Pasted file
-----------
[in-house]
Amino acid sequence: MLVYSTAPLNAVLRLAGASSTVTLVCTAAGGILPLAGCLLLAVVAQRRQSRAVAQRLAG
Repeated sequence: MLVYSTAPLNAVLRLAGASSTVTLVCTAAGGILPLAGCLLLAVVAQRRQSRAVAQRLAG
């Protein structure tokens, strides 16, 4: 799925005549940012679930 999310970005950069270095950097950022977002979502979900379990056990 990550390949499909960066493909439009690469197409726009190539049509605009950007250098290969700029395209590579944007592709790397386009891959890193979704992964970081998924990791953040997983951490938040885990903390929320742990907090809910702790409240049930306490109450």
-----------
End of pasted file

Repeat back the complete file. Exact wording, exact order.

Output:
[in-house]
Amino acid sequence: MLVYSTAPLNAVLRLAGASSTVTLVCTAAGGILPLAGCLLLAVVAQRRQSRAVAQRLAG
Repeated sequence: MLVYSTAPLNAVLRLAGASSTVTLVCTAAGGILPLAGCLLLAVVAQRRQSRAVAQRLAG
């Protein structure tokens, strides 16, 4: 799925005549940012679930 999310970005950069270095950097950022977002979502979900379990056990 990550390949499909960066493909439009690469197409726009190539049509605009950007250098290969700029395209590579944007592709790397386009891959890193979704992964970081998924990791953040997983951490938040885990903390929320742990907090809910702790409240049930306490109450």